Thousands of people in Massachusetts laced up their running shoes Monday morning to participate in the 120th annual Boston Marathon. Here are some things to know about the race:
World's oldest marathon celebrates 120 races
Inspired by the marathon held at the 1896 Olympic Games in Athens, the Boston Athletic Association launched its first marathon with 15 participants on April 19, 1897. Originally called the American Marathon, the course started at Metcalf's Mill in Ashland and ended at Irvington Street Oval near Copley Square in Boston.
Monday's race is the 120th and the 48th consecutive Boston Marathon to fall on a Monday, according to organizers. It is deemed the world's oldest annual marathon.
The race has historically fallen on Patriots' Day, a state holiday in Massachusetts, Maine and Wisconsin that commemorates the first battles of the American Revolutionary War.
Thousands expected to watch race
Each year the marathon brings hundreds of thousands of spectators into Boston. Organizers expect 1 million spectators to line the 26.2-mile course Monday. In addition, 9,000 volunteers will be on hand.
The 26.2-mile course runs through eight cities and towns.
More than 30,000 to participate in race
According to the Boston Athletic Association, 30,740 people registered for this year's race. Of those, 54 percent are men and 46 percent are women.
The competitors come from 99 countries and 57 U.S. states and territories. The numbers make this year's marathon the third largest in the history of the race behind the 1996 marathon, which saw 38,700 participants, and the 35,670 people who ran the 2014 marathon.
The youngest participant in this year's marathon is Paul Goldfinger, of Newton, Massachusetts, who is 18 years, 2 months and 18 days old, WFXT reported. The eldest is 84-year-old Jules Wilker, of Medford, New York.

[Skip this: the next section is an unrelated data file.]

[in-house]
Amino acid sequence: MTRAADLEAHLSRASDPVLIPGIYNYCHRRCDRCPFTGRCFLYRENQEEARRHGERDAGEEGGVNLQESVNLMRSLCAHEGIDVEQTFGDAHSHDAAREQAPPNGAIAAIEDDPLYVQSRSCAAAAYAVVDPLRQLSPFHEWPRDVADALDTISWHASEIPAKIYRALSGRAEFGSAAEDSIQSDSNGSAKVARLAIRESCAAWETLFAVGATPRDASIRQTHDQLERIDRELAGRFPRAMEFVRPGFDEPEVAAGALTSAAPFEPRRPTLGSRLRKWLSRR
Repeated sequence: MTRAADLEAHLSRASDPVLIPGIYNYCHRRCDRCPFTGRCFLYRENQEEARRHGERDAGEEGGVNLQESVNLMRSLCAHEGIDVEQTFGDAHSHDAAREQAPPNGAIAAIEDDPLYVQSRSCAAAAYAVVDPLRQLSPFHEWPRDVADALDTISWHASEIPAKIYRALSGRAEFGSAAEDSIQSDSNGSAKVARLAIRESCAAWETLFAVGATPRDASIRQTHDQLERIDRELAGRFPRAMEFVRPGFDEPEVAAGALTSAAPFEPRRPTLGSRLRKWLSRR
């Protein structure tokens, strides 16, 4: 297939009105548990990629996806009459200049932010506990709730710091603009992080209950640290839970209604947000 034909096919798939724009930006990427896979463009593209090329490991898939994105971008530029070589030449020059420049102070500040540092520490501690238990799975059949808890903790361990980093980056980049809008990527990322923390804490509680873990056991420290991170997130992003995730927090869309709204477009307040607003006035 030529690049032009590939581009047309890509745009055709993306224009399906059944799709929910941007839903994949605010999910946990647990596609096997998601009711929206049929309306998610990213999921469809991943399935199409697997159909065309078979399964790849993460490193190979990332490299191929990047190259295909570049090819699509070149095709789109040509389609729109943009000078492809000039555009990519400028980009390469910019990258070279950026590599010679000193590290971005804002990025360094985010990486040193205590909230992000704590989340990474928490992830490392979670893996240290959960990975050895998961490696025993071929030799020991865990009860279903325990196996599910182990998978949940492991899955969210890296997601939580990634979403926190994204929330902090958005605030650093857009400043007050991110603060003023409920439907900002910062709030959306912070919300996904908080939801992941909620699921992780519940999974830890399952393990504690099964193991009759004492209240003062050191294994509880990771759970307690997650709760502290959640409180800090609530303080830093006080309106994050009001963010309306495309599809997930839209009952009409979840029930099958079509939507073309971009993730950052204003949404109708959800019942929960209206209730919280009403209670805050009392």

Marathon estimated to pump $182M into economy
Organizers expect the 2016 marathon to generate $182 million for the local economy, the highest amount ever. The previous record was set in 2014, when the marathon brought in $175.8 million, organizers said.
The marathon's top 15 finishers will split an $830,500 prize, with an additional $220,000 up for grabs if records are broken. The prize money is funded by John Hancock Financial Services, the marathon's principal sponsor.
Organizers expect more than $28 million to be raised for a variety of nonprofit organizations. Over the past 30 years, the Marathon has raised more than $230 million for nonprofits.
Supplies by the numbers
What does it take to get the Boston Marathon going? According to the Boston Athletic Association, this year's event called for:
400 rolls of paper towels
65,000 feet of electrical cable
1.4 million paper cups
108,000 safety pins
30,000 feet of fencing
50,000 drywall screws
10,000 pairs of medical gloves
35,000 gallons of bottled water
39,575 Mylar blankets
25,000 feet of ribbon
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